Osprey Napoleonic Artillery
Henry, Chris. British Napoleonic Artillery 1793-1815 (1), Field Artillery. New Vanguard, 60. Oxford, UK: Osprey, 2002. 48 pages. ISBN # 1841764760. Softcover. $14.95.
Henry, Chris. British Napoleonic Artillery, 1793-1815 (2), Siege and Coastal Artillery. New Vanguard, 65. Oxford, UK: Osprey, 2003. 48 pages. ISBN# 1841764779. Softcover. $14.95.
Henry, Chris. Napoleonic Naval Armaments 1792-1815. New Vanguard, 90. Osprey, 2004. 48 pages. ISBN# 1841766356. Softcover. $14.95.
Chartrand, Rene. Napoleon's Guns 1792-1815 (1), Field Artillery. New Vanguard, 66. Oxford, UK: Osprey, 2003. 48 pages. ISBN# 1841764582. Softcover. $14.95.
Chartrand, Rene. Napoleon's Guns, 1792-1815 (2), Heavy and Siege Artillery. New Vanguard, 76. Oxford, UK: Osprey, 2003. 48 pages. ISBN# 1841764604. Softcover. $14.95.
In the last couple of years Osprey has published an excellent series of volumes on artillery of the Napoleonic period. There are five volumes that are worthy of note and that are handy references for a myriad or artillery questions that may come up from time to time.
Three are by Chris Henry and cover British field, siege, and coastal artillery as well as naval armaments --British Napoleonic Artillery 1793-1815: (1) Field Artillery, British Napoleonic Artillery 1793-1815 and (2) Siege and Coastal Artillery, and Napoleonic Naval Armaments 1792-1815-- and two are by the noted historian Rene Chartrand, cover French field and siege artillery --Napoleon's Guns, 1792-1815: (1) Field Artillery and Napoleon's Guns 1792-1815 and (2) Heavy and Siege Artillery. Henry is currently the Head of Collections at the Museum of the Royal Artillery and Rene Chartrand is a noted military historian who, in my opinion, is the best historian Osprey currently employs. His work is well-researched and scholarly and can be relied on as references for the period.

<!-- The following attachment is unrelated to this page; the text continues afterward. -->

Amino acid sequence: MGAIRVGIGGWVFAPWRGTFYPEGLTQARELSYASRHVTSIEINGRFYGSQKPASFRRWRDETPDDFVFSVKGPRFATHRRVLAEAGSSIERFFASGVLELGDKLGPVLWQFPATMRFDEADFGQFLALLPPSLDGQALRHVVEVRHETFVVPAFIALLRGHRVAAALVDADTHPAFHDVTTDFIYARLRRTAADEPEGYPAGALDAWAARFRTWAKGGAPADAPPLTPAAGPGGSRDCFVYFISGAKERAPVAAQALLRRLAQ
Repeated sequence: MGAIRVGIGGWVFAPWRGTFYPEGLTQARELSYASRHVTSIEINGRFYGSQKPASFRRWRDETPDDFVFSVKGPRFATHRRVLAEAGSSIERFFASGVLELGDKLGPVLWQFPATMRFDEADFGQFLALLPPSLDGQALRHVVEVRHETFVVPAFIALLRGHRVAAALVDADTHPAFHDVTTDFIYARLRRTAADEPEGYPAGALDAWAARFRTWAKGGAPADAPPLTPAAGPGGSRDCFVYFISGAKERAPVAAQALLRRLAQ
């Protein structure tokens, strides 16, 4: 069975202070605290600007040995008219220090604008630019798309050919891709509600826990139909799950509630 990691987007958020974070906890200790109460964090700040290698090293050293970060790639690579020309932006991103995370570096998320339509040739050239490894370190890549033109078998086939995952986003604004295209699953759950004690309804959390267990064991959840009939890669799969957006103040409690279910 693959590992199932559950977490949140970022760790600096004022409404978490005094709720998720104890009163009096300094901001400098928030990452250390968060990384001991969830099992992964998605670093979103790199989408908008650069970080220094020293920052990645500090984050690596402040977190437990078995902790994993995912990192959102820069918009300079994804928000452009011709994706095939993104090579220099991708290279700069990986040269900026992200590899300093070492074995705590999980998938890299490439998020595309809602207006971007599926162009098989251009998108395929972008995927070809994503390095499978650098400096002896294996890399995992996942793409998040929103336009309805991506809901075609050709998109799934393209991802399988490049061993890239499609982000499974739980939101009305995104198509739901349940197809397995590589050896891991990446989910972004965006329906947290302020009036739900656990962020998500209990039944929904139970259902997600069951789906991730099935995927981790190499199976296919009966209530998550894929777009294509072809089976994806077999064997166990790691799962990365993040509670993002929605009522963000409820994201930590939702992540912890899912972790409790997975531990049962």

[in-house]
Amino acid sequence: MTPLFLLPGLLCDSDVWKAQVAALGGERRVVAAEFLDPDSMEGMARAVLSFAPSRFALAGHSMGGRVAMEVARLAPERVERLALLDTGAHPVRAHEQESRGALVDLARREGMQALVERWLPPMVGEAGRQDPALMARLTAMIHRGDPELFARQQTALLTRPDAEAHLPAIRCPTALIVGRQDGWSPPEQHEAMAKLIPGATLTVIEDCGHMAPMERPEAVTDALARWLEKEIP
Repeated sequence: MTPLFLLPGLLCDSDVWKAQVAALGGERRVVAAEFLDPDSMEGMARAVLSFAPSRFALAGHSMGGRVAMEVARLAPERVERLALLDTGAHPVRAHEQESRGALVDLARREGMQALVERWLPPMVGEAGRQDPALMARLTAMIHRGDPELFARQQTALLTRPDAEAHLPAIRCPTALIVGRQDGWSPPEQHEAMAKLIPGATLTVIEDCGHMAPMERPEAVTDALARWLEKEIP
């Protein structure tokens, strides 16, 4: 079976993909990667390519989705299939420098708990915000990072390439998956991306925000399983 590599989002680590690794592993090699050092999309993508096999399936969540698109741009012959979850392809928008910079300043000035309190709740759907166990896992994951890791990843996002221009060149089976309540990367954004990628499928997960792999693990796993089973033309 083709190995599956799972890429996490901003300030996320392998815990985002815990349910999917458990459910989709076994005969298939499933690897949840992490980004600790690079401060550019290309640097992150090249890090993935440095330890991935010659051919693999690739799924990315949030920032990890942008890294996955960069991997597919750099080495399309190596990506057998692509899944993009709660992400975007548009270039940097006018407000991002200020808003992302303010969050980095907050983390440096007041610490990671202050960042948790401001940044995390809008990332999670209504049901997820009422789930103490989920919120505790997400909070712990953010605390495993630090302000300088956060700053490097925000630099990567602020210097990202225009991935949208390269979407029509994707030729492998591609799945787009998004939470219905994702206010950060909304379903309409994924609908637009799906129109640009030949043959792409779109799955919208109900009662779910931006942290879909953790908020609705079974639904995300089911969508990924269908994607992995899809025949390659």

The authors have approached their subjects in a similar manner. Both volumes on field artillery cover organization, tactics, ammunition, and equipment and artillery sidearms, and both illustrate their respective volumes with excellent period drawings and prints in black and white. Both have a glossary (the British volumes having a glossary in both while those for the French have one only in the second volume) of useful artillery terms, written in common 'artillery speak' so that commonality of terms can be transferred from volume to volume, as well as to other volumes on artillery such as B. P. Hughes' excellent publications.
Differences in material covered are few. Chartrand's two volumes use data tables while Henry's do not, which I consider a shortcoming as it would have been helpful to have the range and weight tables for the British ordnance. Chartrand also covers the introduction and use of the Systeme AN XI artillery (including a photograph of the French 6-pounder gun and 5 ½-inch howitzer, which were the two gun tubes of the system which were actually produced in numbers) which, designed to replace the venerable Gribeauval System, was instead, because of a myriad of factors, merely used as a supplement and was later abandoned after 1815 in favor of the Gribeauval gun tubes until the introduction of the Valee System in 1827-1829. Henry also covers the Bengal artillery, which is helpful in many ways, but was not involved in the 'great wars' in Europe, so it is really an ancillary subject.